2 thoughts on “Correct by Configuration

  1. I really enjoy the more technical podcasts!

    For future reference for anyone, the books that Neil recommended are listed below.

    1. Design Patterns: Elements of Reusable Object-Oriented Software by Erich Gamma et.al
    2. Domain-Driven Design: Tackling Complexity in the Heart of Software by Eric Evans
    3. Patterns of Enterprise Application Architecture by Martin Fowler
    4. Enterprise Integration Patterns: Designing, Building, and Deploying Messaging Solutions by Gregor Hohpe and Bobby Woolf

    1. UML Distilled: A Brief Guide to the Standard Object Modeling Language by Martin Fowler
    2. Refactoring: Improving the Design of Existing Code (2nd Edition) (Addison-Wesley Signature Series by Martin Fowler
    3. Test Driven Development: By Example by Kent Beck
    4. Working Effectively with Legacy Code by Michael Feathers

    Honorable mention: Domain-Specific Languages by Martin Fowler, though Neil mentioned that for him, the content in this book was a bit obvious and redundant.

    I was able to find all these books (in various editions) in the US on Amazon.

  2. Wrap up:
    Correct by Construction: an architecture paradigm where objects are always in a valid state, or the system doesn’t compile. Parameters used to construct the object are checked at compile type.
    In this architecture, programmers still code, but they can’t possibly mess it up (theoretically) ➔ Framework.
    Correct by Configuration: an architecture paradigm that reduced the system to a highly tested and secure DSL.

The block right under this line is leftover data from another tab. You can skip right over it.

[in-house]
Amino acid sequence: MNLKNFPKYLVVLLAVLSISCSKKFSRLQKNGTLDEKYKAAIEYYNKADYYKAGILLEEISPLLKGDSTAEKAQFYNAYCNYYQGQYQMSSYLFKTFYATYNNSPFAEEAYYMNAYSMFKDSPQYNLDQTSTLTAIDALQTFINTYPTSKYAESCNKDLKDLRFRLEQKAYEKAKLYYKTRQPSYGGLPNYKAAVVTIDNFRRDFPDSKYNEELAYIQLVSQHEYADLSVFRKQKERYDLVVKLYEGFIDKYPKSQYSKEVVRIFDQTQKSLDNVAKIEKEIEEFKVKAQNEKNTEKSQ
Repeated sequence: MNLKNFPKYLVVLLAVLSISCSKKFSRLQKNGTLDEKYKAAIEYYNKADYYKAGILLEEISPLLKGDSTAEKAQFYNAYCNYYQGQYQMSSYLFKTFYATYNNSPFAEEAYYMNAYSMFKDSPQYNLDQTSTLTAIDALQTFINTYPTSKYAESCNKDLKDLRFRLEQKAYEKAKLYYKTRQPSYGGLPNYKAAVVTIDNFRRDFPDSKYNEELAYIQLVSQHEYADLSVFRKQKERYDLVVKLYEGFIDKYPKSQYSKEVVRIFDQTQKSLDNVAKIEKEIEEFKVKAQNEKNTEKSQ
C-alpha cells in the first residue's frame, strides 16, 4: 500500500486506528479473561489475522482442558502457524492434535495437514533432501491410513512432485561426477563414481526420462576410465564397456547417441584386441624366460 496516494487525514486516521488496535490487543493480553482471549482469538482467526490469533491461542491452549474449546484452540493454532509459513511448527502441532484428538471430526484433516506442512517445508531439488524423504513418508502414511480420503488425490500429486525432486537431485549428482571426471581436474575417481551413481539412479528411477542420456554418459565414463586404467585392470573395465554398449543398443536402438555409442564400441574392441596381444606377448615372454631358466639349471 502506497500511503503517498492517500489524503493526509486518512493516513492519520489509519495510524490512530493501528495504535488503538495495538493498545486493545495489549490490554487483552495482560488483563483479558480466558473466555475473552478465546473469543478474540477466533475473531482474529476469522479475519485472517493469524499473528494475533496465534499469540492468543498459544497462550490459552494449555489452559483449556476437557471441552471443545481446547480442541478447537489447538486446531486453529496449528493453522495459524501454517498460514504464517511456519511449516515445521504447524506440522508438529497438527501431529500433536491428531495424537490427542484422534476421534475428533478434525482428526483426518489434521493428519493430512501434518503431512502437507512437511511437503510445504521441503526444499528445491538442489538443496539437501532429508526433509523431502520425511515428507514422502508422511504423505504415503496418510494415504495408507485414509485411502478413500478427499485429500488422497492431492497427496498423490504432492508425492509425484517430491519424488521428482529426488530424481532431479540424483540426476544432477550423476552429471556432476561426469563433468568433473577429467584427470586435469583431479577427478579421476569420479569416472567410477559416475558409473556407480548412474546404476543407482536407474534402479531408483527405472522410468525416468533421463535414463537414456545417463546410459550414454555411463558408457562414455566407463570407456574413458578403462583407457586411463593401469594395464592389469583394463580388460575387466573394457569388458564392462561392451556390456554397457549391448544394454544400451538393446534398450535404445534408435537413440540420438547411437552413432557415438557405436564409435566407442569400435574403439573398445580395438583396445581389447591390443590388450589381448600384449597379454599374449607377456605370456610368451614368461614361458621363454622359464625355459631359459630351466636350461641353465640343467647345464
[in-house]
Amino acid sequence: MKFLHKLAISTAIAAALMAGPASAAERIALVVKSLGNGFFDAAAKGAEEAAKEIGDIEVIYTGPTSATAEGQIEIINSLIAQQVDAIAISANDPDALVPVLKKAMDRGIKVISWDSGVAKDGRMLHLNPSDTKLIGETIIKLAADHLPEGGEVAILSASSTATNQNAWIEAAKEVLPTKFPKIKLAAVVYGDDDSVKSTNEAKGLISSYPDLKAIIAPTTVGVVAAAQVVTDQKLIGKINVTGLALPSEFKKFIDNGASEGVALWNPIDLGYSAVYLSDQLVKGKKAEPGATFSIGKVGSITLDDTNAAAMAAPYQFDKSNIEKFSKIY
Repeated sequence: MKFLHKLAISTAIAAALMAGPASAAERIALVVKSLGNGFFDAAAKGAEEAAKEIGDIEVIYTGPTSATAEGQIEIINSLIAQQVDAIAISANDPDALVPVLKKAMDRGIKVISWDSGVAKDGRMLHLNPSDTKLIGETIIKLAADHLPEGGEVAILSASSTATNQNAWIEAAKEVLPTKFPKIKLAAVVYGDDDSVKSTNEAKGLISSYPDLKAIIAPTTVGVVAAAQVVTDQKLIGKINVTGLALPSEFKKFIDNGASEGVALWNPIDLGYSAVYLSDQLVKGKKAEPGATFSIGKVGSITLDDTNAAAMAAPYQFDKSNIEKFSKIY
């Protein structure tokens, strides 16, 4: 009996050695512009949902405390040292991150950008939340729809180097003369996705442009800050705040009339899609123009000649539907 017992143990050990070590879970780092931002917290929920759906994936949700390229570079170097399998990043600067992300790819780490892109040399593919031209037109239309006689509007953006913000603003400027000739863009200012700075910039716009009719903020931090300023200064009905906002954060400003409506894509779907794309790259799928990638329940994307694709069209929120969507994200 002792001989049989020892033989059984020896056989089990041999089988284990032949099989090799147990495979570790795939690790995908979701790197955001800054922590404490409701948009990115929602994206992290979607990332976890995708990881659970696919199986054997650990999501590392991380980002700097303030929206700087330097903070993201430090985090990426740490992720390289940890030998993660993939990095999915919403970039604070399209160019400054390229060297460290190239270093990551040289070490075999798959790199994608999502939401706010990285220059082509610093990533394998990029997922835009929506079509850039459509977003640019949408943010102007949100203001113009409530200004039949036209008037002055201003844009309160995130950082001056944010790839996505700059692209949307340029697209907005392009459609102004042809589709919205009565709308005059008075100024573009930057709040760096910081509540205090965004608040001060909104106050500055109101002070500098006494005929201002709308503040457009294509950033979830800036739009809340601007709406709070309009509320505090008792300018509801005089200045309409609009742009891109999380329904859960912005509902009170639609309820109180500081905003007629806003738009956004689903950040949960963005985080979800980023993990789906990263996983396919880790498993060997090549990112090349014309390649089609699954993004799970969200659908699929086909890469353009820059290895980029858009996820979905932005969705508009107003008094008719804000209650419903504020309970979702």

In this architecture, programmers don’t code, they configure the application through the DSL ➔ Platform.
    Low Code is a form of configuration.
    How to create a DSL?
    1. Team up with someone who perfectly understands the business domain and the requirements.
    2. Make idioms out of these requirements.
    3. Choose configuration style (JSON, CoffeeScript JSON, YAML…).
    4. Represent the requirements in this configuration style.
    5. Create the DSL using what you’ve learned with 3 and 4. Keep it very high level (example: When an order is made, …).
    See Austin’s comment for recommended books.
    I also recommend Neil’s talk “Writing Custom DSLs”, really complementary with this podcast.

    Pleasantly surprised by this podcast, you’ve been talking about this for a while and I really wanted to know more about it. Right now, I’m not sure how to apply this knowledge to my requirements, I guess it’s time to read those books and train for a while.

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